NEW YORK -- Packet-Optical Transport Evolution 2013 --
A former cloud-networking executive's advice is for the telecom industry to get going with software-defined networking (SDN) and to do something big about distributed denial-of-service (DDoS) attacks.
They aren't directly related issues, but they were both on the mind of Dennis Brouwer, the afternoon keynoter at POTE on Tuesday. Brouwer recently started his own consulting firm, The Brouwer Group, but he previously launched the Converged Cloud strategy at Savvis and stuck around as a senior vice president after Savvis was acquired by CenturyLink Inc.
On the subject of SDN, Brouwer is a true believer in open-source and thinks carriers will have to embrace it to make sure "that the capabilities that service providers want to fold into their infrastructures become viable."
The OpenDaylight Foundation is making a run at that, building an open-source SDN framework. Brouwer didn't directly refer to the number of large vendors involved in OpenDaylight, but he did note that a dynamic SDN ecosystem "can't be just the usual big providers."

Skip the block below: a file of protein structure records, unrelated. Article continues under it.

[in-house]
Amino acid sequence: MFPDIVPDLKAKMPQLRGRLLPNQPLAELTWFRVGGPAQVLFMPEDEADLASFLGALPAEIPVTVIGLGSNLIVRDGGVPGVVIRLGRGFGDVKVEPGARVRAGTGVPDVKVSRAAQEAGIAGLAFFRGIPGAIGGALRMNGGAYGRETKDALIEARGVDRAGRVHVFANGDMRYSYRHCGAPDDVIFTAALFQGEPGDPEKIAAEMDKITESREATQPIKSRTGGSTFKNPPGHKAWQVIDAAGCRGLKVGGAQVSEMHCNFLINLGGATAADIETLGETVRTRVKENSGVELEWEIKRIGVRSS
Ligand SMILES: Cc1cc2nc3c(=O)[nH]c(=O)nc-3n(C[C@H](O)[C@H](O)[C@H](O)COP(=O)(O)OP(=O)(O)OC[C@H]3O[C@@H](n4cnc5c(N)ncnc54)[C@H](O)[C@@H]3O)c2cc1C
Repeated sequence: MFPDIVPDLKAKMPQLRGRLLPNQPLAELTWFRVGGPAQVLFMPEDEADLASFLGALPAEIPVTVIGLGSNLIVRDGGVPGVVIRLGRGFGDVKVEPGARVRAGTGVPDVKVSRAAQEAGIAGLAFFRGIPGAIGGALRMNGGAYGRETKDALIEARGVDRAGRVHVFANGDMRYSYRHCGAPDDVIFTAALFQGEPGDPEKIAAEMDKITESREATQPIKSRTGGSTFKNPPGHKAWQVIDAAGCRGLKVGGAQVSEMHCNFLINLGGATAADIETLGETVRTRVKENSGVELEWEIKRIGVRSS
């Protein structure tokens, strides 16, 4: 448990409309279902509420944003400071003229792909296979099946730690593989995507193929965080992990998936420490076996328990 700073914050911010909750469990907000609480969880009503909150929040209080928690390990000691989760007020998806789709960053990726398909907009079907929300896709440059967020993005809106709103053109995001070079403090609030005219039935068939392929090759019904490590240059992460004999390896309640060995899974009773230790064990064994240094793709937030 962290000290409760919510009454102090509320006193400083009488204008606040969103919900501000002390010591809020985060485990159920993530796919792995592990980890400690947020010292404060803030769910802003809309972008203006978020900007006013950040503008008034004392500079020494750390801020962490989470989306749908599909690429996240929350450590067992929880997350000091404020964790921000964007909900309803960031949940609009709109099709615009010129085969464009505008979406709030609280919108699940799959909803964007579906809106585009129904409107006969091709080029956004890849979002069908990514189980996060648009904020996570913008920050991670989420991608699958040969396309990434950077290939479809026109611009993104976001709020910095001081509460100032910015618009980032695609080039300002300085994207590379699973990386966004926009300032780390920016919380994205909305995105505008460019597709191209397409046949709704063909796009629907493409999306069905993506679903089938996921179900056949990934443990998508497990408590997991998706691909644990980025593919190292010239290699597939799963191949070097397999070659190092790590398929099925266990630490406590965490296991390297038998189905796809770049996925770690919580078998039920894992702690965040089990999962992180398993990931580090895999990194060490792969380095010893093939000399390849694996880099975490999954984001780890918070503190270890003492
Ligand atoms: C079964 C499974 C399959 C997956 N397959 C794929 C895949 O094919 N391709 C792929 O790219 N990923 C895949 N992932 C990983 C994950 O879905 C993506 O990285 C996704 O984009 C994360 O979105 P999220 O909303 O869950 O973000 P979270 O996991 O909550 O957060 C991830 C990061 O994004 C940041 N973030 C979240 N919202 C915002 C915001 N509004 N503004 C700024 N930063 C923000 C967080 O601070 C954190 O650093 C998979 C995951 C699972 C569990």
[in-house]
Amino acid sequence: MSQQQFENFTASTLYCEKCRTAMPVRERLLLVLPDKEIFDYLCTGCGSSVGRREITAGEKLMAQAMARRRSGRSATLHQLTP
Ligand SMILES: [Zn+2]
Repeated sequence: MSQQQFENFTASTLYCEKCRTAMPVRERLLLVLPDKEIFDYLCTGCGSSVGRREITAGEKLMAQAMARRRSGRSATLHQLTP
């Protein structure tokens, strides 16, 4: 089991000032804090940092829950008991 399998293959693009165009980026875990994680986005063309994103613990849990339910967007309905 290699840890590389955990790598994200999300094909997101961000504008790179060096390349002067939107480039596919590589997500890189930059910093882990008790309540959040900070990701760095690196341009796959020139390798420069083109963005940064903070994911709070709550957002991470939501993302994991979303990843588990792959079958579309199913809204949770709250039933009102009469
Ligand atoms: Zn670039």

Some carrier has to come out and champion SDN as well, in a way much bigger than what's been done so far, he said. Someone has to take the lead by showing what's possible. It would have to be a carrier with a wide reach, one that owns not just a network but data centers, and maybe mobile networks and some content as well.
Candidates would include the big U.S. carriers now that they've acquired cloud operations -- Brouwer mentioned Verizon Communications Inc. with its Terramark acquisition, as well as his old CenturyLink home and AT&T Inc., which he noted has done work internally. A sleeper possibility would be Comcast Corp..
Regarding DDoS, Brouwer talked about the attacks becoming more vicious -- arriving at speeds that can
exceed 60Gbit/s -- and harder to trace, since the attack can now come from "everywhere." Once considered a nuisance, DDoS attacks have become serious, looming threats.
"As you talk with the companies that are being targeted by these attacks, they're saying, to use the old Jaws analogy, 'We're looking for a bigger boat,'" he said.
Companies have dealt with DDoS on their own, but the potential for a national emergency means some kind of federally coordinated response is necessary, Brouwer said. He didn't say federally mandated. His point was that the companies facing this threat -- banks in particular -- need to pool and organize their efforts, and find a way to join forces if necessary. Any number of government agencies would be appropriate for that job, Brouwer said.
— Craig Matsumoto, Managing Editor, Light Reading